Can Shaw’s play, written in 1893 by a man who had grown up in a Victorian world where married women had not yet acquired the right even to keep their own earnings, let alone vote, still have anything to say to the liberated women of today?
Paul Milton (Director) has put together a classic period production. Especially in his early works, George Bernard Shaw left little room for directorial innovation; his descriptions of character, personality, appearance, manner, movement and scenery are specified in precise detail in his famously lengthy stage directions. The clear and sharp-focused Everyman production respects this tradition faithfully, allowing Shaw’s script to speak for itself through the exquisitely perfect performances; however, the design works subtly through costume, setting and lighting to underline the development of the dramatic narrative.
As the play opens, the stage is a garden adorned in colourful floral profusion: life is indeed a bed of roses both for Vivie, who has such a positive image of herself as a successful independent modern young woman (unwittingly living on her mother’s immoral earnings); and also for her mother, Kitty, who has for so long justified to herself her financial success as a multiple bordello owner. The opening scene sees Vivie dressed in green, underlining her naivete, fresh from her Cambridge studies; whereas her mother is dressed in happy floral pinks, with her leg of mutton sleeves subtly depicting her as mutton dressed as lamb as she can’t help flirting with her daughter’s boyfriend.
Shaw’s genius lies in bringing together Ibsen’s ability to explore and wrestle with a moral dilemma, Wilde’s incisive humour and epigrammatic wit, with his own socio-political rhetoric to create a compelling intellectual and emotional drama. Mrs Warren’s Profession is one of the plays in which he achieves a perfect balance between these elements. Through Vivie, he tussles with the issues of exploitation of women, especially of working class women; the extent to which the women (and men) at different levels of society have any choices; and the moral differences between making personal choices and choices which exploit others with fewer choices. Vivie’s attitude to her mother see-saws dramatically as the facts of the case are gradually revealed. As the play progresses, Mrs Warren appears in bright red as she is revealed as a “scarlet woman”, and finally in black, when Vivie has finally decided to reject her and the evil she believes her mother represents.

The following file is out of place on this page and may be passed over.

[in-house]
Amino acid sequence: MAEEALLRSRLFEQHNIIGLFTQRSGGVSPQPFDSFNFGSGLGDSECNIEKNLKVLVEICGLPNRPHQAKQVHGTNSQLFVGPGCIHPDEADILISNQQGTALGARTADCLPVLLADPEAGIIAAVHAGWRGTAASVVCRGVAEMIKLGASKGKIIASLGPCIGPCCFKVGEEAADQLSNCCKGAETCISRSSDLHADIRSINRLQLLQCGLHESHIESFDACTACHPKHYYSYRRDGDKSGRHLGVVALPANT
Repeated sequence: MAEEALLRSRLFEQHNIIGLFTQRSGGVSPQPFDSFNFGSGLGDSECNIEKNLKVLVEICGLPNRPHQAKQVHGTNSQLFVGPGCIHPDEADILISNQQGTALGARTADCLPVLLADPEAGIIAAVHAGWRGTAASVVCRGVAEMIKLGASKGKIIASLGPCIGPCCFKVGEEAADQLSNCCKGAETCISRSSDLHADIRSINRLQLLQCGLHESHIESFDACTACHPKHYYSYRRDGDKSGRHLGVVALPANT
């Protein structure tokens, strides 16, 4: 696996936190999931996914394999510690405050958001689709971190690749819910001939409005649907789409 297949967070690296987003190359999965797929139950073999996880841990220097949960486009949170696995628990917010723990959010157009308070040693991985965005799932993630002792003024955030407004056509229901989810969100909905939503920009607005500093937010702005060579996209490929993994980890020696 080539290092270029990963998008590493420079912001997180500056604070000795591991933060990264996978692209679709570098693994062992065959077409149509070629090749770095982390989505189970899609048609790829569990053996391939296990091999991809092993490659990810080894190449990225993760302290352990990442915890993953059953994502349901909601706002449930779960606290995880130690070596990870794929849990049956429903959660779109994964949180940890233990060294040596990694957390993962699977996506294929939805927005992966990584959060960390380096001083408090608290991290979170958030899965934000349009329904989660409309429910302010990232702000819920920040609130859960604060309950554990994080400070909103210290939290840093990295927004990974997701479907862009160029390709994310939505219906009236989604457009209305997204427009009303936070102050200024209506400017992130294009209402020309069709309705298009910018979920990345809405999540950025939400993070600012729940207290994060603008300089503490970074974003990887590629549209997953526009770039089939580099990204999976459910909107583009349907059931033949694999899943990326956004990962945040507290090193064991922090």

So, does the play still have relevance for us today? Surprisingly, what looks at first sight like a different world, throws up all sorts of contemporary resonances. Working class women are still exploited – think zero-hours contracts, pay gaps, minimum vs living wage here in the UK, or far worse conditions overseas. There is no sign that human trafficking will end any time soon.
When Shaw’s play was written, it was so controversial that it could not be performed in public. At least we can discuss these matters more openly today. However, the hypocrisy and passive connivance with exploitation Shaw deplores are still as widespread today: for instance, how many people who decry exploitation of low-paid workers nonetheless continue to buy the low-cost garments they manufacture? How many would turn a blind eye to the morality of their investment if it brought a guaranteed return of 35%? The sad truth is that, at the end of the play, Vivie is alone: she is the only one determined to take a moral stand.